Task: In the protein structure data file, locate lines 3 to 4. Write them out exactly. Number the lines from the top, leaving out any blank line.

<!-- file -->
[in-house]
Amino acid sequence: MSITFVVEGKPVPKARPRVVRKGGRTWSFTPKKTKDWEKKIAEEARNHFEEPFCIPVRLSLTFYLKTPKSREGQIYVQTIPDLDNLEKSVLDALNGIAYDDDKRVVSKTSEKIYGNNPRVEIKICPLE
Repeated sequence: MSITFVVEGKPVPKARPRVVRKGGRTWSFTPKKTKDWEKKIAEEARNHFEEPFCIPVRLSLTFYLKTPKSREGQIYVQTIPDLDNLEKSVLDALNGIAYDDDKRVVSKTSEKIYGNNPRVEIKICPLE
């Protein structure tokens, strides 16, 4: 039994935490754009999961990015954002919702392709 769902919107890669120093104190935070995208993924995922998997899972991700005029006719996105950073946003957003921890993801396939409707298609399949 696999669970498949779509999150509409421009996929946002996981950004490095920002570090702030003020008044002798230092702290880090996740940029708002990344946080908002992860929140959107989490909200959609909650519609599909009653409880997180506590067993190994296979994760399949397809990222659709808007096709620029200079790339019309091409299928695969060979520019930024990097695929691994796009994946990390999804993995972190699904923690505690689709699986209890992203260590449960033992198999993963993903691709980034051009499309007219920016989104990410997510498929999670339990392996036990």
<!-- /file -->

Repeated sequence: MSITFVVEGKPVPKARPRVVRKGGRTWSFTPKKTKDWEKKIAEEARNHFEEPFCIPVRLSLTFYLKTPKSREGQIYVQTIPDLDNLEKSVLDALNGIAYDDDKRVVSKTSEKIYGNNPRVEIKICPLE
């Protein structure tokens, strides 16, 4: 039994935490754009999961990015954002919702392709 769902919107890669120093104190935070995208993924995922998997899972991700005029006719996105950073946003957003921890993801396939409707298609399949 696999669970498949779509999150509409421009996929946002996981950004490095920002570090702030003020008044002798230092702290880090996740940029708002990344946080908002992860929140959107989490909200959609909650519609599909009653409880997180506590067993190994296979994760399949397809990222659709808007096709620029200079790339019309091409299928695969060979520019930024990097695929691994796009994946990390999804993995972190699904923690505690689709699986209890992203260590449960033992198999993963993903691709980034051009499309007219920016989104990410997510498929999670339990392996036990």